This is really all we need, or what we need most. IMHO
Note: most of what I write here are direct quotes from the book "More Proficient Motorcycling--Mastering the Ride" by David L Hough.
In the book, he made the point of how we here in the US seem to often blame someone else for our accidents. "It wasn't my fault. It happened because the
(circle your favorite villain) dealer/manufacturer/salesman/mechanic/tire/lubricant/cow/road crew/licence department/helmet/farmer/stupid driver/loose gravel/other did it to me.
Whereas during his time in Germany, if someone had an accident many times (but not always) they'd say "If I crash and it's my fault, I take responsibility since I should have been observant and adjusted my riding accordingly" or something along those lines. He noted that many European roads don't have signs that warn you of every little hazard possible, as motorists are expected to be mindful of their driving (unless of course there are some unavoidable things that need to be warned of) and adjust accordingly. It's up to you to scrutinize to corner ahead, spot the wandering cow, observe the wet cobblestones, make room for downhill traffic and select the appropriate speed and lean angle to avoid going off the cliff. He notes the UK's national speed limit of 70mph along even a narrow English "A" road inches from a thorny hedgerow.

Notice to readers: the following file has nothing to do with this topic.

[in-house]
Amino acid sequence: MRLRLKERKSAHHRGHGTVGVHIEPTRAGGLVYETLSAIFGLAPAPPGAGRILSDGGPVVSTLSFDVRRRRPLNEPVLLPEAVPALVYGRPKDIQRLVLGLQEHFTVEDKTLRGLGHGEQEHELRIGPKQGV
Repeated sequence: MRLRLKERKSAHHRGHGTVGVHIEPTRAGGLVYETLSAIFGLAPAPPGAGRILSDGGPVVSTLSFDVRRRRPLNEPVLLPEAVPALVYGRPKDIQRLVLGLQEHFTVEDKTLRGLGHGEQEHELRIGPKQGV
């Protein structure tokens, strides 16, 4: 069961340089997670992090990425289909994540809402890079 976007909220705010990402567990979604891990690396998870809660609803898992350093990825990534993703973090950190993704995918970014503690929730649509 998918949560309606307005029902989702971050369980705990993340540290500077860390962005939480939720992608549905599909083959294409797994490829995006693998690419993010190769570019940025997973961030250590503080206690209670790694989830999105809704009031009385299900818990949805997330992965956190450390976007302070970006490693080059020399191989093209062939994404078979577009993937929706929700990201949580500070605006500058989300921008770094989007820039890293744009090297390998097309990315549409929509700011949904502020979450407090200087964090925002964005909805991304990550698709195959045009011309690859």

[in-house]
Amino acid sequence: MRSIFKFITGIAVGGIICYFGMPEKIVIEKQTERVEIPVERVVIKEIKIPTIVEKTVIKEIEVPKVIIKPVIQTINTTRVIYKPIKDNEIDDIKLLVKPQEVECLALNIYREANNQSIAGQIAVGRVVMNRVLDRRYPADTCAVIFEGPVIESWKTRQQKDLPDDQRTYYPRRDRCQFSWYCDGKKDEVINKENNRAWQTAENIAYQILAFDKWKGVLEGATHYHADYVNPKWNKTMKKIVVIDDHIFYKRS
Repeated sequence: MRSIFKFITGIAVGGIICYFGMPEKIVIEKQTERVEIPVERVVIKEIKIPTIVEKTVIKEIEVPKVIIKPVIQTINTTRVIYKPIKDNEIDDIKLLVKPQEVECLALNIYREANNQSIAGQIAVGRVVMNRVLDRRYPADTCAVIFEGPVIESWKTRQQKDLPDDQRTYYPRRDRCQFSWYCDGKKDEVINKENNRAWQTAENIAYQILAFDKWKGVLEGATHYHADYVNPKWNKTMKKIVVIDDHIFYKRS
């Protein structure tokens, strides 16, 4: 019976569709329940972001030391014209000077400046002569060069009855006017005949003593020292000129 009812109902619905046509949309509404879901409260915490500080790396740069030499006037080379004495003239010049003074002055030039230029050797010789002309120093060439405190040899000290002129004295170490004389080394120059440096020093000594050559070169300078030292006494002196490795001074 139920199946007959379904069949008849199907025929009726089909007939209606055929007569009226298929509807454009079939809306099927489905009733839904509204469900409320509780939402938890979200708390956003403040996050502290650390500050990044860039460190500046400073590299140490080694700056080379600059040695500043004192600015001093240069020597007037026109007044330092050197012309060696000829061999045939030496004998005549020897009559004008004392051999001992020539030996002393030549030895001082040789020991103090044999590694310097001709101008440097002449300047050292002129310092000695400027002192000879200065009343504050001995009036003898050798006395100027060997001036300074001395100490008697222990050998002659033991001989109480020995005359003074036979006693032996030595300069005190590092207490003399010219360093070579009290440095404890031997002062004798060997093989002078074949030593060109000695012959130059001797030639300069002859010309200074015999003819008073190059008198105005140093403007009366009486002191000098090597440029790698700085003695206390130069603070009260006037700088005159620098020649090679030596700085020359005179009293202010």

And then, understanding that there's always the risk of taking a tumble, you'll usually see European riders with racing weight leathers, Schuberth helmets, etc. He notes that by saying that although good gear doesn't make you a better rider, it does say something about your attitude toward the risks. Finally, he concludes by noting things like the left lane (continental Europe) or the right lane (UK) is for passing only. Separation of traffic according to vehicle speed is one excellent way to avoid collisions.
By comparison, here in the US, we have folks cruising in the passing lane, passing willy-nilly on the left or right, changing lanes without looking or signaling, "wolf packs" weaving at warp speed through superslab traffic and drivers making sudden turns at intersections. More than a few good foreign riders have been scrunched here in silly smashos that would never have expected back home.
Now that's not to say they're all wonderful. I guess it depends what country they come from, but let's face it, for as much as I love the land of my birth, drivers here in the USA are terrible.